The Executive Secretary pointed out that the East African Community has the potential for growth and change through the adoption and implementation SDGs. This will provide the Community with an opportunity to survive and thrive in an ever-changing environment, characterized by innovation and transformation. He explained that creative, innovative and transformative development and use of Kiswahili have the potential for enhancing relevant knowledge, skills and attitudes necessary to tackle the challenges that come with implantation of the SDGs.
The Conference participants are expected to redefine the challenges and opportunities that come with SDGs; develop new, innovative responses and solutions; and make policy recommendations to Partner States on the actions that need to be taken in the development and use of Kiswahili.
The Commission will also launch the East African Kiswahili Commission Strategic Plan (2017-2022) during the Conference.
The East African Kiswahili Commission (EAKC) has been commended for actively contributing towards the East African Community (EAC) efforts of regional integration and sustainable development. Addressing an EAKC Expert Strategic Plan (2017-2022) Translation Quality Control Workshop held at the EAC Secretariat in Arusha on 12th-14th July, 2017, EAC Deputy Secretary General responsible for Political Federation, Mr. Charles Njoroge, underscored the importance of Kiswahili as a strategic communication tool necessary for deepening regional integration and sustainable development. Mr. Njoroge noted that as a common language of wider communication, Kiswahili is crucial for empowerment and necessary for active participation of citizens in EAC affairs. He further observed that EAC Partner States are doing a lot in the development and use of Kiswahili and urged the Commission to work closely with all stakeholders to complement those efforts.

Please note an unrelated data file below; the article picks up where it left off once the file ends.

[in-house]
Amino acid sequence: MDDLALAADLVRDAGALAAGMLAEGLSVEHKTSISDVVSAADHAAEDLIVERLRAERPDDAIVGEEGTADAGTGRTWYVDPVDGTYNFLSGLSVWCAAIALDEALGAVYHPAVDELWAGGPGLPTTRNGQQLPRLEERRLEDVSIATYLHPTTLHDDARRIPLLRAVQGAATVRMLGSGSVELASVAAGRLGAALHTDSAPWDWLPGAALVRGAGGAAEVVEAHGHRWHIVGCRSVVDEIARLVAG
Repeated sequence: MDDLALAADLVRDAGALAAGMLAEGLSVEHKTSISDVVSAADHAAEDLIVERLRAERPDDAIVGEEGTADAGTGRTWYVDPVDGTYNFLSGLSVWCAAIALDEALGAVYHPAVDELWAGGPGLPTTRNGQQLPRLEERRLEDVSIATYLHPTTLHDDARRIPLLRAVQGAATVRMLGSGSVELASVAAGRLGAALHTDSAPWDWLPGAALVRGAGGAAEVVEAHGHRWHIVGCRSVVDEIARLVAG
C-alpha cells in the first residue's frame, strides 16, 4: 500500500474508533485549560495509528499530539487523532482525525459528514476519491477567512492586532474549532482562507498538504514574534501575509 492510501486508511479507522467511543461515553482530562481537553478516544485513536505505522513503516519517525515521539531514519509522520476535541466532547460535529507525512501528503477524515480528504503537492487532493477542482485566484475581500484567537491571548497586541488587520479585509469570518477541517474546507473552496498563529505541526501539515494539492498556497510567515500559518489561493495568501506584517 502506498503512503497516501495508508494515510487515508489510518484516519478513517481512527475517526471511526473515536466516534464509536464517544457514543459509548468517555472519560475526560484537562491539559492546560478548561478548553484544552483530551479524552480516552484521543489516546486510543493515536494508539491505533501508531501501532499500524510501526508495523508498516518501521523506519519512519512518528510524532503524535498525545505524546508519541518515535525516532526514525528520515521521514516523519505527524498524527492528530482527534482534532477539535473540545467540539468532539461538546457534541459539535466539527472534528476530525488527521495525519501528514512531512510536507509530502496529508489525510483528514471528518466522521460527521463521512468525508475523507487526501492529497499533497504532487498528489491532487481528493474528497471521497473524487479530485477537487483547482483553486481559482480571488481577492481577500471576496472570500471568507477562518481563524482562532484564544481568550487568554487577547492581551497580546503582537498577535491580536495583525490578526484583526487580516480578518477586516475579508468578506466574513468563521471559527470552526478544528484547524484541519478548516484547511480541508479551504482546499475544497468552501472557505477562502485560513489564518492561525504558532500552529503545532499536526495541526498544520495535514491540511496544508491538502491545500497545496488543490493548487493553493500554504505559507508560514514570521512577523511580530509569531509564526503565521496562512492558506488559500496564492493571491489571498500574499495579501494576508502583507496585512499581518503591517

East African Legislative Assembly; Arusha, Tanzania; 26 August 2016:
EALA is to push for recognition of Kiswahili as one of the official languages of the Community. Late yesterday, EALA passed a Resolution to urge the Summit of EAC to amend the Treaty for the establishment of the Community to provide for Kiswahili as one of the official Languages of the Community.
At the same time, the Council of Ministers should allocate adequate resources to EAC Kiswahili Commission to effectively carry out its mandate.The Resolution moved by Hon Abubakar Zein wants the Partner States to promote and allow the use of Kiswahili in official domains.